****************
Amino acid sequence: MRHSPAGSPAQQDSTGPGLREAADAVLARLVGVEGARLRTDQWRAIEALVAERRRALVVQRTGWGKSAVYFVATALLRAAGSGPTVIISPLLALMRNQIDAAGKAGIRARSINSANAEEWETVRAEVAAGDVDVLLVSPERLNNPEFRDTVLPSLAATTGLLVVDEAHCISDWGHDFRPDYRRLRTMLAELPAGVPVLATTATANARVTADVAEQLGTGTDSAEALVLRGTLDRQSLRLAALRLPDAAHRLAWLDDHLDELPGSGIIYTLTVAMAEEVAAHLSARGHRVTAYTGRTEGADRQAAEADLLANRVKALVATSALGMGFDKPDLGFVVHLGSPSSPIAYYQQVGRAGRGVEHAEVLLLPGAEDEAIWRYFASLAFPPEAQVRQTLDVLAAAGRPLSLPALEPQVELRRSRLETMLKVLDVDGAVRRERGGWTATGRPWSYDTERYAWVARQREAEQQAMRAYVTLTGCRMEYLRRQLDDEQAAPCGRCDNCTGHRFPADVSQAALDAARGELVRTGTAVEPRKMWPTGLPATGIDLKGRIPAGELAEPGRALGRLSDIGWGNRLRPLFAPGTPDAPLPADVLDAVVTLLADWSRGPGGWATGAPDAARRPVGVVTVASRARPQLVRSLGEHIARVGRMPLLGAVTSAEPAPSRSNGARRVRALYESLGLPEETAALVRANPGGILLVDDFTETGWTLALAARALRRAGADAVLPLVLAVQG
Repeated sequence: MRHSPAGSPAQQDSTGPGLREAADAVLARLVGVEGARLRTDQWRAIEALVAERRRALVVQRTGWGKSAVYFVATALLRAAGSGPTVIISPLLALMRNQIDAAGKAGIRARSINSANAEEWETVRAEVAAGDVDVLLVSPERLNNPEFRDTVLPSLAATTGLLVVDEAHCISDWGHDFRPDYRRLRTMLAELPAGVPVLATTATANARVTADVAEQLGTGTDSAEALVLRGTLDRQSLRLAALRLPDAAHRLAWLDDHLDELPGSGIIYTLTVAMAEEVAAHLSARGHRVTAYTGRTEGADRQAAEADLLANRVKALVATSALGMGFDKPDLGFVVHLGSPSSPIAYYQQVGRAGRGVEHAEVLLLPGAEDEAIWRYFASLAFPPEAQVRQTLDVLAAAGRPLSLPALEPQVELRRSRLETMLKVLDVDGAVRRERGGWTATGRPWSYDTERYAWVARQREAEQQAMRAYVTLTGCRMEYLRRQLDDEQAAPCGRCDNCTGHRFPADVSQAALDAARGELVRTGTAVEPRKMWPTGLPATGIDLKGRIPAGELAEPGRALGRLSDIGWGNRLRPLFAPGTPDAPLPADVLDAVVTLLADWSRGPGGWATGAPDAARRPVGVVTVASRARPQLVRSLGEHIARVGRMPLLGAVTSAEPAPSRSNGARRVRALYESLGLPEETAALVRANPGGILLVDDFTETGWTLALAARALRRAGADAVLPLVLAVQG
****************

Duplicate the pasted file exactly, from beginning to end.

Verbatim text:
Amino acid sequence: MRHSPAGSPAQQDSTGPGLREAADAVLARLVGVEGARLRTDQWRAIEALVAERRRALVVQRTGWGKSAVYFVATALLRAAGSGPTVIISPLLALMRNQIDAAGKAGIRARSINSANAEEWETVRAEVAAGDVDVLLVSPERLNNPEFRDTVLPSLAATTGLLVVDEAHCISDWGHDFRPDYRRLRTMLAELPAGVPVLATTATANARVTADVAEQLGTGTDSAEALVLRGTLDRQSLRLAALRLPDAAHRLAWLDDHLDELPGSGIIYTLTVAMAEEVAAHLSARGHRVTAYTGRTEGADRQAAEADLLANRVKALVATSALGMGFDKPDLGFVVHLGSPSSPIAYYQQVGRAGRGVEHAEVLLLPGAEDEAIWRYFASLAFPPEAQVRQTLDVLAAAGRPLSLPALEPQVELRRSRLETMLKVLDVDGAVRRERGGWTATGRPWSYDTERYAWVARQREAEQQAMRAYVTLTGCRMEYLRRQLDDEQAAPCGRCDNCTGHRFPADVSQAALDAARGELVRTGTAVEPRKMWPTGLPATGIDLKGRIPAGELAEPGRALGRLSDIGWGNRLRPLFAPGTPDAPLPADVLDAVVTLLADWSRGPGGWATGAPDAARRPVGVVTVASRARPQLVRSLGEHIARVGRMPLLGAVTSAEPAPSRSNGARRVRALYESLGLPEETAALVRANPGGILLVDDFTETGWTLALAARALRRAGADAVLPLVLAVQG
Repeated sequence: MRHSPAGSPAQQDSTGPGLREAADAVLARLVGVEGARLRTDQWRAIEALVAERRRALVVQRTGWGKSAVYFVATALLRAAGSGPTVIISPLLALMRNQIDAAGKAGIRARSINSANAEEWETVRAEVAAGDVDVLLVSPERLNNPEFRDTVLPSLAATTGLLVVDEAHCISDWGHDFRPDYRRLRTMLAELPAGVPVLATTATANARVTADVAEQLGTGTDSAEALVLRGTLDRQSLRLAALRLPDAAHRLAWLDDHLDELPGSGIIYTLTVAMAEEVAAHLSARGHRVTAYTGRTEGADRQAAEADLLANRVKALVATSALGMGFDKPDLGFVVHLGSPSSPIAYYQQVGRAGRGVEHAEVLLLPGAEDEAIWRYFASLAFPPEAQVRQTLDVLAAAGRPLSLPALEPQVELRRSRLETMLKVLDVDGAVRRERGGWTATGRPWSYDTERYAWVARQREAEQQAMRAYVTLTGCRMEYLRRQLDDEQAAPCGRCDNCTGHRFPADVSQAALDAARGELVRTGTAVEPRKMWPTGLPATGIDLKGRIPAGELAEPGRALGRLSDIGWGNRLRPLFAPGTPDAPLPADVLDAVVTLLADWSRGPGGWATGAPDAARRPVGVVTVASRARPQLVRSLGEHIARVGRMPLLGAVTSAEPAPSRSNGARRVRALYESLGLPEETAALVRANPGGILLVDDFTETGWTLALAARALRRAGADAVLPLVLAVQG